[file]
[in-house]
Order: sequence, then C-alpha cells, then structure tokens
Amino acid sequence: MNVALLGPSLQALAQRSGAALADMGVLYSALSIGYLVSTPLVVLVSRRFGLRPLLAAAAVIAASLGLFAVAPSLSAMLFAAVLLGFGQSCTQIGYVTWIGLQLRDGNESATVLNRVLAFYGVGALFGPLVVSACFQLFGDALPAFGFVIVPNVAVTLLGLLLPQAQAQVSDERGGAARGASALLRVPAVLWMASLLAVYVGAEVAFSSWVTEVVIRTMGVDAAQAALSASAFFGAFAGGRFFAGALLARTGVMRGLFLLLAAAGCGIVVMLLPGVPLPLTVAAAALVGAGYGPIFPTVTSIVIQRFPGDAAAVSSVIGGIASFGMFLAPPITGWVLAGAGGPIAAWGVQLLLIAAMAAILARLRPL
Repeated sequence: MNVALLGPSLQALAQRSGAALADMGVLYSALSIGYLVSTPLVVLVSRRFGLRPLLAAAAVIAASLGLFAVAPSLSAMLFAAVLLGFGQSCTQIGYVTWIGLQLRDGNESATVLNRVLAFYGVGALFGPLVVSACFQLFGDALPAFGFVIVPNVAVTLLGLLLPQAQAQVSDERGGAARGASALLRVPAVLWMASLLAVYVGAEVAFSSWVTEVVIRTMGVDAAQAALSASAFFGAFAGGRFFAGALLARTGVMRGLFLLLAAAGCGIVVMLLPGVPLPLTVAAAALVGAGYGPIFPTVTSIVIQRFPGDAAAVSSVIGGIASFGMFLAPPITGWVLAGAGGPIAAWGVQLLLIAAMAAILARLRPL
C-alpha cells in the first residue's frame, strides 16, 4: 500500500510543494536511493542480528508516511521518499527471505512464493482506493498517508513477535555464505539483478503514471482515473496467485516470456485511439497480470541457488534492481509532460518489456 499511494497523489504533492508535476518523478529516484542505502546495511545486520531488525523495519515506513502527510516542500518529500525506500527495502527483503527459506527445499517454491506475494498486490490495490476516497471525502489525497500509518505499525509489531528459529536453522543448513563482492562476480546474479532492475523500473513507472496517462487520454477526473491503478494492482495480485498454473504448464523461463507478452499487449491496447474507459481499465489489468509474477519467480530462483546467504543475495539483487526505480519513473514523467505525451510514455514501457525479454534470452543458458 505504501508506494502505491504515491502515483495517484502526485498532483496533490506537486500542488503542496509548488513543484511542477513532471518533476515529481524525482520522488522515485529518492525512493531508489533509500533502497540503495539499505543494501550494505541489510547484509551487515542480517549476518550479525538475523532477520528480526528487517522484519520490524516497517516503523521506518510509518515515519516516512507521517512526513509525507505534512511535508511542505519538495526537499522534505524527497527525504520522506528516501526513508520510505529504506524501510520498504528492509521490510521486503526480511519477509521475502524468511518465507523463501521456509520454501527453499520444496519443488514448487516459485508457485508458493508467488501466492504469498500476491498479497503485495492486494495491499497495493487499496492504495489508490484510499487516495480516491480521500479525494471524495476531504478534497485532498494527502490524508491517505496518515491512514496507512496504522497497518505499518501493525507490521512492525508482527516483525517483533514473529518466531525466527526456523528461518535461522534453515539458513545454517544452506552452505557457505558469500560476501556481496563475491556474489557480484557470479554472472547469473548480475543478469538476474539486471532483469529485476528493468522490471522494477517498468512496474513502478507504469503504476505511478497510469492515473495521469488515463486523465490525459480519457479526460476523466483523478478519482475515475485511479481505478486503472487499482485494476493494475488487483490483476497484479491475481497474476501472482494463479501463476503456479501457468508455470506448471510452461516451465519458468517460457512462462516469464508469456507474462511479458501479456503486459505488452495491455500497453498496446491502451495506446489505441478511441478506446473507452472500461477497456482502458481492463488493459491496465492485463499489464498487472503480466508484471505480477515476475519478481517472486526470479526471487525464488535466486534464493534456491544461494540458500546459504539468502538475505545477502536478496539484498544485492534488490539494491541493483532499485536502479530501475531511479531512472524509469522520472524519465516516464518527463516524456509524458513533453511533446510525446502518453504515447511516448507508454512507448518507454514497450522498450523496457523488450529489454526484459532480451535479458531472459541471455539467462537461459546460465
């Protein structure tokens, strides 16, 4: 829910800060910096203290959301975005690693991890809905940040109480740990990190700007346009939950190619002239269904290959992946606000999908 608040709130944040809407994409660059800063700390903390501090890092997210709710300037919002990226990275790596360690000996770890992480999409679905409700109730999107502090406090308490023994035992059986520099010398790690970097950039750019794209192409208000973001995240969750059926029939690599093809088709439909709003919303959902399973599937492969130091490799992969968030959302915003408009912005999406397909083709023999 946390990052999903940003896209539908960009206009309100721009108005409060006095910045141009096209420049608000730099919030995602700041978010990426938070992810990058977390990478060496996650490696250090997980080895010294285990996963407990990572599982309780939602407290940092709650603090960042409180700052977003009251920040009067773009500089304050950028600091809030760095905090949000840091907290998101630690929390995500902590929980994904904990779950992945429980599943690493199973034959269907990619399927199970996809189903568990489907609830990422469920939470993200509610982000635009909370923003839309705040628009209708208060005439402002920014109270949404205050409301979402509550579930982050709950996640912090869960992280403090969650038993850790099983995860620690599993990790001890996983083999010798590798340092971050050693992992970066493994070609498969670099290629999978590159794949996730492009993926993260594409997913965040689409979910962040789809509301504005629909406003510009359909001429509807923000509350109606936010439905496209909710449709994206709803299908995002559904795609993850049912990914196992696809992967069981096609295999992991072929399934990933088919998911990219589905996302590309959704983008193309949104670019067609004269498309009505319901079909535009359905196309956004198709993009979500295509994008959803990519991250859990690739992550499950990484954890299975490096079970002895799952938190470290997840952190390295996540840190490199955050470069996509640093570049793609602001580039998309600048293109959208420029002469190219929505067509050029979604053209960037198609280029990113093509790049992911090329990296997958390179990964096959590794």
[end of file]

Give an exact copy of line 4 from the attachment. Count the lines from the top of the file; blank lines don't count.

Repeated sequence: MNVALLGPSLQALAQRSGAALADMGVLYSALSIGYLVSTPLVVLVSRRFGLRPLLAAAAVIAASLGLFAVAPSLSAMLFAAVLLGFGQSCTQIGYVTWIGLQLRDGNESATVLNRVLAFYGVGALFGPLVVSACFQLFGDALPAFGFVIVPNVAVTLLGLLLPQAQAQVSDERGGAARGASALLRVPAVLWMASLLAVYVGAEVAFSSWVTEVVIRTMGVDAAQAALSASAFFGAFAGGRFFAGALLARTGVMRGLFLLLAAAGCGIVVMLLPGVPLPLTVAAAALVGAGYGPIFPTVTSIVIQRFPGDAAAVSSVIGGIASFGMFLAPPITGWVLAGAGGPIAAWGVQLLLIAAMAAILARLRPL